- Q. P. Guo, Y. Gao, and W. M. Li, “The depressive effect of active parts from lily on monoamine neurotransmitters in rat brian,” Chinese Traditional Patent Medicine, vol. 31, no. 11, pp. 1669–1672, 2009.
- Q. P. Guo, Y. Gao, and W. M. Li, “Influence of the lilium saponins on HPA axis of the depression model rats,” Chinese Pharmacological Bulletin, vol. 26, no. 5, pp. 699–700, 2010.
- S. Hiai, H. Oura, H. Hamanaka, and Y. Odaka, “A color reaction of panaxadiol with vanillin and sulfuric acid,” Planta Medica, vol. 28, no. 2, pp. 131–138, 1975.
- C. C. Chang, M. H. Yang, H. M. Wen, and J. C. Chern, “Estimation of total flavonoid content in propolis by two complementary colometric methods,” Journal of Food and Drug Analysis, vol. 10, no. 3, pp. 178–182, 2002.
- L. D. Kotenko, M. Y. Yakubova, N. A. Tselishcheva, M. T. Turakhozhaev, and T. A. Badalbaeva, “Quantitative determination of the total iridoids in plants of the genus Lagochilus,” Chemistry of Natural Compounds, vol. 30, no. 6, pp. 669–672, 1994.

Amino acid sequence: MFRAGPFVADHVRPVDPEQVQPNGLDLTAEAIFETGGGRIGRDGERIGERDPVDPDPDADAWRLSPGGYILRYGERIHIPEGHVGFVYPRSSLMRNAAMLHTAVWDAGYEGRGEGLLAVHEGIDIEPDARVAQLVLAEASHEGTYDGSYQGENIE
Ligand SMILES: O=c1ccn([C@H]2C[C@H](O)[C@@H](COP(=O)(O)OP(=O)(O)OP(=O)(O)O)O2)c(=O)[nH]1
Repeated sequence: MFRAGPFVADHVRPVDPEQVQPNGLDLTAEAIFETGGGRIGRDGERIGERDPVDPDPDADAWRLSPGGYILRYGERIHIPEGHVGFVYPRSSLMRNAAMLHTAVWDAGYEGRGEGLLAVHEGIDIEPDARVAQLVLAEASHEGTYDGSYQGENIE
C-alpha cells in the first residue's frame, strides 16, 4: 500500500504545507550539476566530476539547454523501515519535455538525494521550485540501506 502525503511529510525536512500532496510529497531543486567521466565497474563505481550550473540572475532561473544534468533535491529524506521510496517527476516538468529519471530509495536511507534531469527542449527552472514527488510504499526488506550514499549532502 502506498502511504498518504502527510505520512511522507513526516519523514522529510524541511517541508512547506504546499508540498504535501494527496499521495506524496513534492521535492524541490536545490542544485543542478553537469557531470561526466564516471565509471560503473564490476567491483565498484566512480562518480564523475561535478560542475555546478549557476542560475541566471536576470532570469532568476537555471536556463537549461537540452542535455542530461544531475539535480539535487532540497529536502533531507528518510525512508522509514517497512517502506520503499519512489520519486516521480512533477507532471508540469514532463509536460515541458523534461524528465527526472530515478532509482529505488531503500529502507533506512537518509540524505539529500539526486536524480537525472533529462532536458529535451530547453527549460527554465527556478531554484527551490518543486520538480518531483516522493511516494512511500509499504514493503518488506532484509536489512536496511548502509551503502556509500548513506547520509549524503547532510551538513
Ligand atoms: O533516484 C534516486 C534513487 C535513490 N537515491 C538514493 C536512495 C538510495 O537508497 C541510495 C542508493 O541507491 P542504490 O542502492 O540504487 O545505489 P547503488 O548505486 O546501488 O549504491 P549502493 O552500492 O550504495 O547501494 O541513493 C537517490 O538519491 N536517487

- X. G. Xi, X. L. Wei, Y. F. Wang, Q. Chu, and J. Xiao, “Determination of tea polysaccharides in Camellia sinensis by a modified phenol-sulfuric acid method,” Archives of Biological Sciences, vol. 62, no. 3, pp. 669–676, 2010.
- R. D. Porsolt, A. Bertin, and M. Jalfre, “Behavioral despair in mice: a primary screening test for antidepressants,” Archives Internationales de Pharmacodynamie et de Thérapie, vol. 229, no. 2, pp. 327–336, 1977.
- A. D. E. Zomkowski, A. O. Rosa, J. Lin, A. R. S. Santos, J. B. Calixto, and A. L. S. Rodrigues, “Evidence for serotonin receptor subtypes involvement in agmatine antidepressant like-effect in the mouse forced swimming test,” Brain Research, vol. 1023, no. 2, pp. 253–263, 2004.
- L. Steru, R. Chermat, B. Thierry, and P. Simon, “The tail suspension test: a new method for screening antidepressants in mice,” Psychopharmacology, vol. 85, no. 3, pp. 367–370, 1985.
- J. R. Royce, “On the construct validity of open-field measures,” Psychological Bulletin, vol. 84, no. 6, pp. 1098–1106, 1977.
- A. D. E. Zomkowski, D. Engel, N. H. Gabilan, and A. L. S. Rodrigues, “Involvement of NMDA receptors and l-arginine-nitric oxide-cyclic guanosine monophosphate pathway in the antidepressant-like effects of escitalopram in the forced swimming test,” European Neuropsychopharmacology, vol. 20, no. 11, pp. 793–801, 2010.